Melbourne: Women who drink around the time of conception may put their babies at increased risk of Type 2 diabetes and obesity in early middle age, warns a new study.
"The usual risk factors of these two diseases are attributed to poor diet and lack of exercise, but our research showed exposure to alcohol around conception presents a risk similar to following a high-fat diet for a major proportion of life,” said one of the researchers Karen Moritz, associate professor at University of Queensland in Australia.
"Although most women stop drinking once they discover they are pregnant, a significant proportion are consuming alcohol at the time of conception, before they even know," she said.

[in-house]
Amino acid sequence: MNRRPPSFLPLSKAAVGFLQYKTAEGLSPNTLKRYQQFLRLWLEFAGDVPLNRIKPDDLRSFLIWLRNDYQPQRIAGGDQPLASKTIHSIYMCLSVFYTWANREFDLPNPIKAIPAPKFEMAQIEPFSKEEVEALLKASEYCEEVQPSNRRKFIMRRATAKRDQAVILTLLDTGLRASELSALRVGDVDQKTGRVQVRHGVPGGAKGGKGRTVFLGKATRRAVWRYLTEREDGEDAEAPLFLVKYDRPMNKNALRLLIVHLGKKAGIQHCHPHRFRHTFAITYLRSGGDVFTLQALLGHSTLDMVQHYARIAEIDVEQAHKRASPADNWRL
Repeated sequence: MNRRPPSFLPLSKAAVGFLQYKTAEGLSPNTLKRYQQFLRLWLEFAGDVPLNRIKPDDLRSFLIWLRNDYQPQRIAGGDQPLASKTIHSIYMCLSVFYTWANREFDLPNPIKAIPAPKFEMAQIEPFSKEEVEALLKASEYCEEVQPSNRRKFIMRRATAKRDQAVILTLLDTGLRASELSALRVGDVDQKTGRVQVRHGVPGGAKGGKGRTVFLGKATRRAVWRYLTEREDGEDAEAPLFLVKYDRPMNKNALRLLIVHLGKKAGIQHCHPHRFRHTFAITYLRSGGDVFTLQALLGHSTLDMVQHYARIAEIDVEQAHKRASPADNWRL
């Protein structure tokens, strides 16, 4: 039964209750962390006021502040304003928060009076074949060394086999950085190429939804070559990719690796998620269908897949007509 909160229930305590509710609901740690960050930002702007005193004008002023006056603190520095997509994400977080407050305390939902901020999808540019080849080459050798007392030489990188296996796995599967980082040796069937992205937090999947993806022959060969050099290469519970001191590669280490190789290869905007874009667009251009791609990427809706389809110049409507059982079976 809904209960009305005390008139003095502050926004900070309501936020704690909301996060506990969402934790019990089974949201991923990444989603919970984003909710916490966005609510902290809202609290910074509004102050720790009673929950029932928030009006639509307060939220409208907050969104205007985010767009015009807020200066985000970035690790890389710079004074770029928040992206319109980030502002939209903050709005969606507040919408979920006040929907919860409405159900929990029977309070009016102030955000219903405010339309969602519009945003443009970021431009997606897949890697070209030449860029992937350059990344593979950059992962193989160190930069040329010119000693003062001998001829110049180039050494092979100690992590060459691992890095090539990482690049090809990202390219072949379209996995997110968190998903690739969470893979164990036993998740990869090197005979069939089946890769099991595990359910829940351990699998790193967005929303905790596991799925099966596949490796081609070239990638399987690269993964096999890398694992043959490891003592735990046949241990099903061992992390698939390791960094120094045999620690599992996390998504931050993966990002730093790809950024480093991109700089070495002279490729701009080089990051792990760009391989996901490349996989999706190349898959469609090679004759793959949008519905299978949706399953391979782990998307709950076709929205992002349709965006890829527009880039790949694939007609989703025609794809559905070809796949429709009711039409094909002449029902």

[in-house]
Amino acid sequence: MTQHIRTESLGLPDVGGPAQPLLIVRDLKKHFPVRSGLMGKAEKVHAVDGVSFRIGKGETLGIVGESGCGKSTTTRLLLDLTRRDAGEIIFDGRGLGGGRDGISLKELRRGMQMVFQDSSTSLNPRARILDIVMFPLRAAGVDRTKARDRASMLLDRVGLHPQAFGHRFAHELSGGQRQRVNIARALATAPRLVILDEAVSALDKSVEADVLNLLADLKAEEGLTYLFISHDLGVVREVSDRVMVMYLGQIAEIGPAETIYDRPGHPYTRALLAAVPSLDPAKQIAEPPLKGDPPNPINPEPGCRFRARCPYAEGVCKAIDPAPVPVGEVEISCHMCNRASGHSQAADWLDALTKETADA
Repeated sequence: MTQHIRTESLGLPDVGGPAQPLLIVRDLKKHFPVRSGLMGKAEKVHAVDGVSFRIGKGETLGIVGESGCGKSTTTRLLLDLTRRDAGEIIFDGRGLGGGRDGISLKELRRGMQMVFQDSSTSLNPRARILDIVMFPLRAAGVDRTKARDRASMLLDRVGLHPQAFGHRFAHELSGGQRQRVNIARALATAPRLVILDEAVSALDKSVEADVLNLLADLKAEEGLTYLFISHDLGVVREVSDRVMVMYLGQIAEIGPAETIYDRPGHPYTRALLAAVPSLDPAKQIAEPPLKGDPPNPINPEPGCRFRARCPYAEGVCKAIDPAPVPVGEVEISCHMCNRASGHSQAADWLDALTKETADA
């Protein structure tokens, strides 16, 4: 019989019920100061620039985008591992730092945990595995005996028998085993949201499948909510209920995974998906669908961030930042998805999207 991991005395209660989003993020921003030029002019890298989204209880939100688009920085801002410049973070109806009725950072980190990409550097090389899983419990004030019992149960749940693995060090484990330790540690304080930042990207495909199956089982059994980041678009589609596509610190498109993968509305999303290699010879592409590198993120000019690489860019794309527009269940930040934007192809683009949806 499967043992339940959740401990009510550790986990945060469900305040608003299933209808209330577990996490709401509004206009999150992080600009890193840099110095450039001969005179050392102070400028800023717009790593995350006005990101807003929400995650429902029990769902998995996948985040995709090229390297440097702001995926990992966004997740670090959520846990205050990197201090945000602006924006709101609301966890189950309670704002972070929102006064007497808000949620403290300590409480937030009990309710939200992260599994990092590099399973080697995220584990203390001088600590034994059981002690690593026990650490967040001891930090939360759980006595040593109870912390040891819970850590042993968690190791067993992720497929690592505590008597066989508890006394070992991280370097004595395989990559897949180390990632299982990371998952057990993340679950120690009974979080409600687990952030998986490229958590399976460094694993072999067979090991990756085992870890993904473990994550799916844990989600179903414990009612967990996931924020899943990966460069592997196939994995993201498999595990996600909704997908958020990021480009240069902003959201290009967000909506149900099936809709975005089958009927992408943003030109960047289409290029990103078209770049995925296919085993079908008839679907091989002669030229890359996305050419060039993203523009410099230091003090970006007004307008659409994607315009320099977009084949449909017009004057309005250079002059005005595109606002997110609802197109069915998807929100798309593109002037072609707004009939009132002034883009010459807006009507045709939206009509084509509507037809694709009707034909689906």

Using a laboratory rat model, the researchers discovered that the equivalent of five standard drinks consumed around the time of conception altered the development of the foetus.
"Before the egg implants, before any organs start to develop, alcohol consumption somehow causes changes to the embryo," Moritz said.
"Anything that affects foetal development can cause long term programming, which means offspring can be born with increased risk and susceptibility to disease later in life,” she explained.
"Monitoring the offspring of the laboratory rat model, we found the risk of becoming obese and developing Type 2 diabetes in early middle age dramatically increased,” Moritz noted.
The findings appeared in The FASEB Journal.
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